The virgin high density copolymer resin contains linear high-density ethylene polymer. The linear high-density ethylene copolymer included in the blends will have a density of at least about 0.94 gm/ml, a melt index of less than about 0.5 gm/10 min. and will have polymerized therein at least about 98 mol % ethylene with any comonomer polymerized therein being an alpha-monoolefin containing about 3 to 12 carbon atoms. Such linear high-density ethylene polymers are known and reported in the art and are commercially available from numerous commercial producers. Such linear high-density ethylene polymers are prepared by polymerizing ethylene, optionally in the presence of an alpha-monoolefin comonomer containing 4 to 12 carbon atoms in the presence of certain metallic catalysts such as chromium catalysts, e.g. CrO3 supported on silica-alumina supports, and the Ziegler-Natta catalysts, e.g. TiCl3 employed in conjunction with certain aluminum alkyl cocatalysts. The requisite density and melt index desired in the polymer are obtained by proper control of polymerization conditions including temperature, pressure, comonomer concentration, and the concentration of telegenating agents such as hydrogen. The preferred linear high-density ethylene polymers will have a density of at least about 0.94 gm/ml. The especially preferred polymers will have a density of at least about 0.95 gm/ml. Stress crack resistance is conventionally conducted with test methods as established by Technical Bulletin PBI 11-1978 of the Plastic Bottle Institute, Rev.1-1991 or ASTM D2561-70 (Reapproved 1989).
The following Table II summarizes one set of test that have been conducted.
__________________________________________________________________________32 OZ. PINCH WAIST OVALRUN# 1 2 3 4 5 6 7__________________________________________________________________________% PCR 25 40 50 60 75 100% Virgin Copolymer 100 75 60 50 40 26Gram Weights(20 Bottles)Mean 46.54 46.80 46.45 46.45 46.61 47.17 46.53STD. Dev. .338 .263 .244 .169 .270 .229 .228TOP Load(10 Bottles)Pounds 37.2# 41.8# 43.2# 43.7# 47.9# 44.4# 45.8#Drop Impact Test(25 Bottles)Bruceton Staircase 7.36' 8.44' 8.96' 8.18' 7.40' 9.25' 8.13'EMFHStress Crack Test140 Degrees 42/** 4/27 3/8 8/12 1/2 1/1 1/1(10 Bottles)Days to1st Fail/50% Fail120 Degees 6/16 4/6 3/3 3/4 1/2 1/1 1/1(10 Bottles)Days to1st Fail/50% Fail__________________________________________________________________________ **Variable #1 Bottles had been in 140 Deg. Stress Crack for 51 Days as of 1/31/92, 50% Failure had yet to occur.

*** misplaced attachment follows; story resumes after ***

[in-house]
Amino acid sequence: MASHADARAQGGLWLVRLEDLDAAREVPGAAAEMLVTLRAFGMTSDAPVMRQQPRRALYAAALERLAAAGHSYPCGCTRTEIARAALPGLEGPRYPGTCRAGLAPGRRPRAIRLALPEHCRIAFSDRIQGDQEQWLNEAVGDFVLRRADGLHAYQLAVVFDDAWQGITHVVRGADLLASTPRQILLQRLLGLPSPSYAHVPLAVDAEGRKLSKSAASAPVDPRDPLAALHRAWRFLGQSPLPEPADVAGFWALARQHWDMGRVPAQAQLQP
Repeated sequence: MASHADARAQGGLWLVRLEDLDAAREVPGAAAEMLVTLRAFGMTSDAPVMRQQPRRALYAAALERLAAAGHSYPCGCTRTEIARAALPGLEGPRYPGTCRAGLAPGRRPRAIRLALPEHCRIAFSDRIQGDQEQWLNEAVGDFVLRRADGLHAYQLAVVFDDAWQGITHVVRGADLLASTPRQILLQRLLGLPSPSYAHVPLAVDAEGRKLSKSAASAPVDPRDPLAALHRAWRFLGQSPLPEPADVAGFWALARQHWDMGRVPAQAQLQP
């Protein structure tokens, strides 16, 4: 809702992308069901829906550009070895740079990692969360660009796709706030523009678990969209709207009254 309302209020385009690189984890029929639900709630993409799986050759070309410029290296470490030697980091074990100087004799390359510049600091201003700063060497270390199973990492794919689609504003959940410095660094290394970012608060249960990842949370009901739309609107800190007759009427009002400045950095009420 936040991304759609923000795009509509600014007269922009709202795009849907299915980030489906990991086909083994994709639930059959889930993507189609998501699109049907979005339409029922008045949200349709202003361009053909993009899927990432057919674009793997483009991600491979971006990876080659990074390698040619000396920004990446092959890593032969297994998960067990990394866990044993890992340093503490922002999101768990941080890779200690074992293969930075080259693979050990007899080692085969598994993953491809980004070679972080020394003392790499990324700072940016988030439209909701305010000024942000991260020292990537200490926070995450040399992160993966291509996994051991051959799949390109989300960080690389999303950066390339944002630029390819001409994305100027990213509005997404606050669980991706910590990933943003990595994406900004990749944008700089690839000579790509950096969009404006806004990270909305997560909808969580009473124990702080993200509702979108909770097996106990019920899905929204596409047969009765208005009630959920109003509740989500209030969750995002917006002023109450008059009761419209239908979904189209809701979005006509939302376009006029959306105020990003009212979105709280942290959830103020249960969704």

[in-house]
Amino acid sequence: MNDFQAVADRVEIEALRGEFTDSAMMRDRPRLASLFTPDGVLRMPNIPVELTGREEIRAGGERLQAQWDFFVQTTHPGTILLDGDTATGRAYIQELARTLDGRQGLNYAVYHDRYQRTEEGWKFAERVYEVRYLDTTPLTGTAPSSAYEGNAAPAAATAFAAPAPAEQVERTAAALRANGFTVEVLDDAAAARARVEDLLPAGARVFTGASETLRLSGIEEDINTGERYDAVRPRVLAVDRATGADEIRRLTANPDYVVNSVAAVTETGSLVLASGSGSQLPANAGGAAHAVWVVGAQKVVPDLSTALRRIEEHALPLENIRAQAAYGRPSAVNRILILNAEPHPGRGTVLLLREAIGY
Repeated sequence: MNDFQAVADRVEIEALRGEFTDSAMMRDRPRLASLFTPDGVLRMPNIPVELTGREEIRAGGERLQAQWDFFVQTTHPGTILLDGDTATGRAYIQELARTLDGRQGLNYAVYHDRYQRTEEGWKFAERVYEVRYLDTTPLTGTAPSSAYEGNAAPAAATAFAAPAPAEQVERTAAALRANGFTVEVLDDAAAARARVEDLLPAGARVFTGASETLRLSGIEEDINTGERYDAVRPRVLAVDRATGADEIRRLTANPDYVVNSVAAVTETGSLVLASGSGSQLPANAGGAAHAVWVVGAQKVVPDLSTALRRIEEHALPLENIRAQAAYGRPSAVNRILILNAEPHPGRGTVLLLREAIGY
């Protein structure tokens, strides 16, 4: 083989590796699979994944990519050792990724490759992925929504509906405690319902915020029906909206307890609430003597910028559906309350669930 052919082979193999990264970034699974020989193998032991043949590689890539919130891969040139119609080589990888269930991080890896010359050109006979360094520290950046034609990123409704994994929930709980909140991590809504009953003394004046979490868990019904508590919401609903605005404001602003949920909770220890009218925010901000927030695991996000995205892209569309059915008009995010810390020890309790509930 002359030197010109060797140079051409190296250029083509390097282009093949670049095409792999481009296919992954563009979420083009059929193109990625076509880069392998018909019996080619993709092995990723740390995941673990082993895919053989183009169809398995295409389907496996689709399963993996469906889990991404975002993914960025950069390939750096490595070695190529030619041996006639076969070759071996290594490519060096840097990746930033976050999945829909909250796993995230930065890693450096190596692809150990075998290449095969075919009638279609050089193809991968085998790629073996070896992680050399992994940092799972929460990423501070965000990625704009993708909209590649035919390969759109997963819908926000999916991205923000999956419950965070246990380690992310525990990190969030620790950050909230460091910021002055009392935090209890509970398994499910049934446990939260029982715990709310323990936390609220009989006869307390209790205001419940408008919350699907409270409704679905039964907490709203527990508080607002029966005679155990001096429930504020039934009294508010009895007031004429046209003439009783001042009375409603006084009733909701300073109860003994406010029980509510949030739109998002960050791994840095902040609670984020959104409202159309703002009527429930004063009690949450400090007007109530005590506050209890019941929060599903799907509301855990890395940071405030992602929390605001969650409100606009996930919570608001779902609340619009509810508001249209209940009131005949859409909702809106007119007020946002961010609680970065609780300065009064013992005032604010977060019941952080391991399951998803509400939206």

Additional tests are summarized in the following Table:
TABLE III______________________________________Data summary Averages Control 15% 30% 45%______________________________________gram weights (50 bottles)mean 34.83 34.77 34.95 35.22std. dev. .1870 .3058 .1992 .1918top load test (10 bottles) 66.6 73.2 68.6 60poundsdrop impact test (25 bottles) 9.5+ 9.25 9.5+ 9.5+Bruceton Staircasestress crack test (140° F.) 0 0 0 0# of failures______________________________________ 16 oz. Oval Control Virgin Copolymer 15% Milk Bottle PCS Material 30% Milk Bottle PCS 45% Milk Bottle PCS Material
The post consumer resin in pellet form was dry mixed with virgin 0.954 density copolymer HDPE resin pellets and the blend was fed to the machine hopper. Melt temperature was approximately 400° F. No processing or machine changes were made in order to produce good quality bottles.
It can thus be seen that there has been provided a plastic container is made from a fusion blend of a post consumer resin and ethylene polymers comprising post consumer resin of homopolymer high density polyethylene plastic and virgin high density polyethylene copolymer resin. The physical properties of the container including stress crack resistance are maintained as contrasted to the loss of such physical properties that have been heretofore resulted from the use of post consumer resins.
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|U.S. Classification||428/35.7, 428/36.92, 206/524.6, 215/379, 206/524.1, 525/240, 428/903.3, 428/2, 428/500|
|International Classification||B29K105/26, B29L22/00, B29K23/00, B65D1/00, C08L23/06, C08J11/06, B29B17/00|
|Cooperative Classification||Y02W30/803, Y02W30/701, Y10T428/31855, B65D2565/384, C08L23/06, Y10T428/1352, C08J2323/02, C08J11/06, Y10T428/1397|
|European Classification||C08J11/06, C08L23/06|
|Mar 29, 1999||AS||Assignment|
Owner name: ADC TELECOMMUNICATIONS, INC., MINNESOTA
Free format text: ASSIGNMENT OF ASSIGNORS INTEREST;ASSIGNORS:JACOBSON, HAIM;FONI, DAVID;KRAMARCZYK, MARIAN;REEL/FRAME:009868/0782
Effective date: 19990224
|Jul 31, 2000||FPAY||Fee payment|
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|Jun 29, 2004||FPAY||Fee payment|
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|Jan 6, 2005||AS||Assignment|
Owner name: DEUTSCHE BANK AG CAYMAN ISLANDS BRANCH AS SECOND-L